That which overcomes "groupthink" and individual cognitive bias in order to allow a relatively large number of people to cooperate in one process - leading to reliable action. -- Anonymous

Empowerment through the development and pooling of intelligence to attain common goals or resolve common problems. -- Phillip Brown and Hugh Lauder

Taxonomy of Collective Intelligence

Proposed by George Por at

"a. Dialogic CI – A diverse group of participants suspend their old mental models and engage in dialogue that values the emergent whole higher than its parts. Variations of this approach include Bohmian dialogue, "generative conversation" (Otto Scharmer)

b. Co-evolutionary CI – This form of CI builds on the power of such evolutionary mechanisms generating intelligence over time as trial and error, differentiation and integration, competition and collaboration, etc. Its examples include: ecosystems, sciences, and cultures.

c. Flow-based CI – A group of people become so absorbed in a shared activity that they experience being completely at one with it and one another. Ensembles, high-performance sport teams, astronauts, and others in that state of communion, report on both an enhanced state of autonomy, and collective intelligence.

d. Statistical CI - Individuals thinking and acting separately in large crowds can reach successful conclusion about their collective cognitive, coordination or predictive challenges. Examples include the "intelligence" of markets and cases popularized in the "Wisdom of Crowds" by James Surowiecki.

e. Human-machine CI – This form of CI leverages the synergy of the human mind and its electronic extensions, drawing on the best capacities of both. The "collective" includes symbiotic networks of humans and computers working together and developing compound capabilities. It can also support all other forms of CI." (

Related and contrasting concepts

Difference between Wisdom of Crowds and Collective Intelligence

Sam Rose explains the issue, inspired by Henry Jenkins, at

"According to Henry Jenkins, the “wisdom of crowds” is applicable towards aggregating dispersed knowledge about quantifiable, objective data, while “collective intelligence” is intelligence that derives from collective behavior and stigmergic, and/or consensus decision making.

The need for independence among “crowd” members contrasts with the requirement for connection and collaboration to see collective intelligence work.

The Wisdom of Crowds generally breaks down when information sharing/group think starts to skew and bias people towards errors. Collective Intelligence overcomes this by looking at different ways that groups can systematically enhance and improve collaboration and cooperation." (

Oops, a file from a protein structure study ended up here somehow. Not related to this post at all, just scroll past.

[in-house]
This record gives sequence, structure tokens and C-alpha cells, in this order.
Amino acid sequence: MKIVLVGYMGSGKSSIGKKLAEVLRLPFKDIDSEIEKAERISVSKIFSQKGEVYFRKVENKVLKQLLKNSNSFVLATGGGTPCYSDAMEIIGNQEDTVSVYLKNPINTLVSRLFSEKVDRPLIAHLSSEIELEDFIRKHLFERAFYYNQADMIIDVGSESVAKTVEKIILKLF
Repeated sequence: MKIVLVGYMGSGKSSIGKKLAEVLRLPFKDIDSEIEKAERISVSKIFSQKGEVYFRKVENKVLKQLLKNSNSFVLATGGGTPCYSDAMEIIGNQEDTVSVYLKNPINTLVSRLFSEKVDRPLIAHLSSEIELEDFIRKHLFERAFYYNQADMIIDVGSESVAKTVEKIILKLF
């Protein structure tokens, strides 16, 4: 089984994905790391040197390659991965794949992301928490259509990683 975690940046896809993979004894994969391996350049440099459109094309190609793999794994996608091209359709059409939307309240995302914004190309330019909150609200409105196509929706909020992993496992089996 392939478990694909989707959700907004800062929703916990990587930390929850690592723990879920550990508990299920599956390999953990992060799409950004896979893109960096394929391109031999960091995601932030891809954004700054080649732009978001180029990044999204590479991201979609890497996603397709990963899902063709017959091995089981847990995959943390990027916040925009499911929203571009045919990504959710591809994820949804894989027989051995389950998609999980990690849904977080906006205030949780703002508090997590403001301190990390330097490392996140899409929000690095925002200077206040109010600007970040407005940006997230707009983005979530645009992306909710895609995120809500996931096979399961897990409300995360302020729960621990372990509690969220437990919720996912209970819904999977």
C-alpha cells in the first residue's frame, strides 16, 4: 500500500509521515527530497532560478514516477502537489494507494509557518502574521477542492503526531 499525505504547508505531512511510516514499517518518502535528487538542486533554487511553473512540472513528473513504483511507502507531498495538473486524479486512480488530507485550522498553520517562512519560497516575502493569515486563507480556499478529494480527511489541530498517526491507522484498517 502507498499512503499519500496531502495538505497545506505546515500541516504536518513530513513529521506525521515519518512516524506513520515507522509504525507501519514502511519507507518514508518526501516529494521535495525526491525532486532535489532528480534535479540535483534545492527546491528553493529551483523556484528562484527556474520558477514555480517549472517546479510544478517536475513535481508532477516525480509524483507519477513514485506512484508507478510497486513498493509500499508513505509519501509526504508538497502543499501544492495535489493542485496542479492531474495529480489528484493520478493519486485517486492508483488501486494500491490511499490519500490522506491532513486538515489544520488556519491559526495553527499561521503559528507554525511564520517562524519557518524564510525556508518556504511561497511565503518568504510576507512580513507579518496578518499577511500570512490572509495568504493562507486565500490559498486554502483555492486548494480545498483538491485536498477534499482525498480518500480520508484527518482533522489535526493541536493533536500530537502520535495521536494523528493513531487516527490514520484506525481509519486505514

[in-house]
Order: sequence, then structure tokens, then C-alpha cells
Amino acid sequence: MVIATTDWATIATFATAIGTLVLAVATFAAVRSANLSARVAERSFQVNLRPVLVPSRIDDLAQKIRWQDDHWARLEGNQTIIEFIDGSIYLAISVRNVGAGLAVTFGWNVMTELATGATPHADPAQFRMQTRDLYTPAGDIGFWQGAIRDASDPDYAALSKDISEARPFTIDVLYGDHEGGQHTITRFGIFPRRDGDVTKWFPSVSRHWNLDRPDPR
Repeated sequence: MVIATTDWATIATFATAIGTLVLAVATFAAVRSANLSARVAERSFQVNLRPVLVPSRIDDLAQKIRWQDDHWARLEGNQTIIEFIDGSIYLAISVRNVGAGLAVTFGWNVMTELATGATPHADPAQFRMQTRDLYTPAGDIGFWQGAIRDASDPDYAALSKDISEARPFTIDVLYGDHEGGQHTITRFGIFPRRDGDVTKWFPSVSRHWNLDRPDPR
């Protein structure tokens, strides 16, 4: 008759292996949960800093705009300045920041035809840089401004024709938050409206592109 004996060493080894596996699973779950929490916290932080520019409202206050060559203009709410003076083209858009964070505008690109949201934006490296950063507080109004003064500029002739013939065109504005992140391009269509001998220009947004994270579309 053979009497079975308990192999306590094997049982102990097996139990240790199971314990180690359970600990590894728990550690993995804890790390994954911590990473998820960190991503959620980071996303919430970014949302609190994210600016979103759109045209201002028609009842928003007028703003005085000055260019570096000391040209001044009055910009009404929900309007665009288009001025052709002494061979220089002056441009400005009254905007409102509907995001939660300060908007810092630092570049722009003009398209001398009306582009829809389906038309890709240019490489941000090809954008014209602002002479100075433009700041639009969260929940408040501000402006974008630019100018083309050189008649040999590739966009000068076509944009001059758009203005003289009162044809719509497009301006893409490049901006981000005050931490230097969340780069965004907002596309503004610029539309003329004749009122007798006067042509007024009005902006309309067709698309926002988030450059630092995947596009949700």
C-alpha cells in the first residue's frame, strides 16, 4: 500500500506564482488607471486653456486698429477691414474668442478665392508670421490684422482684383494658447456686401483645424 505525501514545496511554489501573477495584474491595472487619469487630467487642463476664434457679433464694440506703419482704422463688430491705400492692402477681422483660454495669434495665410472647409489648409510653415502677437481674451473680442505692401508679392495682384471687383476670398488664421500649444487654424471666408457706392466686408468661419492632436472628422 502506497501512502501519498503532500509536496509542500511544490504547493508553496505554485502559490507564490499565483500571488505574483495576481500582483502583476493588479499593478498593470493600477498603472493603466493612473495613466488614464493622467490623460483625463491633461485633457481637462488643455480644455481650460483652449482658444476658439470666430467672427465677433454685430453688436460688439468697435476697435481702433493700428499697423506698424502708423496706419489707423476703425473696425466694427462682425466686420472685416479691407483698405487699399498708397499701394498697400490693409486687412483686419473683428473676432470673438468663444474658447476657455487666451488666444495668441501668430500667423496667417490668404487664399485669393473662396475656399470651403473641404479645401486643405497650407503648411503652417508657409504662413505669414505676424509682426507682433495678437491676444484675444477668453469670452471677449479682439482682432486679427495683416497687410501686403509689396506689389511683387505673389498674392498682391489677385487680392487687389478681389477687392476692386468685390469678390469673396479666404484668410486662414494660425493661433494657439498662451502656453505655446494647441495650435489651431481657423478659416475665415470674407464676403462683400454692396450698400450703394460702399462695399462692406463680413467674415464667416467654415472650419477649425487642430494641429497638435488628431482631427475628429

Difference between Swarming and Collective Intelligence

George Por at

Swarming is not CI because it lacks awareness and intentionality.

"Self-awareness is definirtely a requirement and antecedent of CI. That's exactly why I doubt that humans have a lot to learn from the frequently cited "CI" of bee hives, ant colonies, schools of fish, flock of birds, etc. Their coordinative mechanisms are great innovations of natural evolution that we need to study and understand but the quality of CI possible in human communities is quite different from, for instance, the "CI" of social insects. They have consciousness but unlike us, they are not conscious of having consciousness, therefore their available scenarios limited to the ones programmed by nature. We can change our future and that makes all the difference.

The negative impact of limited self-awareness is very visible in the Borg, and in real-life, authoritarian communities. Only evolved human beings who have chosen to realize their highest potential--being free from the limitations imposed by ego--will be capable to reach new peaks of collective intelligence demonstrated by the higher and sustained levels of shared-attention, harmony, joy, integration and collective performance. Personal evolution and collective intelligence are co-arising." (


Stewart and Cohen:

"The cultural counterpart of intelligence is an external feature, which we shall call extelligence.... Extelligence is all of the "cultural capital" that is available to us in the form of tribal legends, folklore, nursery tales, books, videotapes, CD-ROMs, and so on. However, extelligence is not just a matter of "keeping a record". The intelligence of each individual allows them not only to access to cumulative body of extelligence, but to add to or change it." (

More Information

  1. The Website on Co-Intelligence, by Tom Attlee at
  2. Defining Collective Intelligence, by George Por, at

See the related entry on Co-intelligence and the Wisdom of Crowds

Key Books to Read

  1. Jean-Francois Noubel. Collective Intelligence. [1] - Primer from 2004
  2. Pierre Levy, Aux Origines de L'Intelligence Collective. [2] - Excerpt from a book, on historical precedents for the concept. Extensive english summary by Martien van Steenbergen.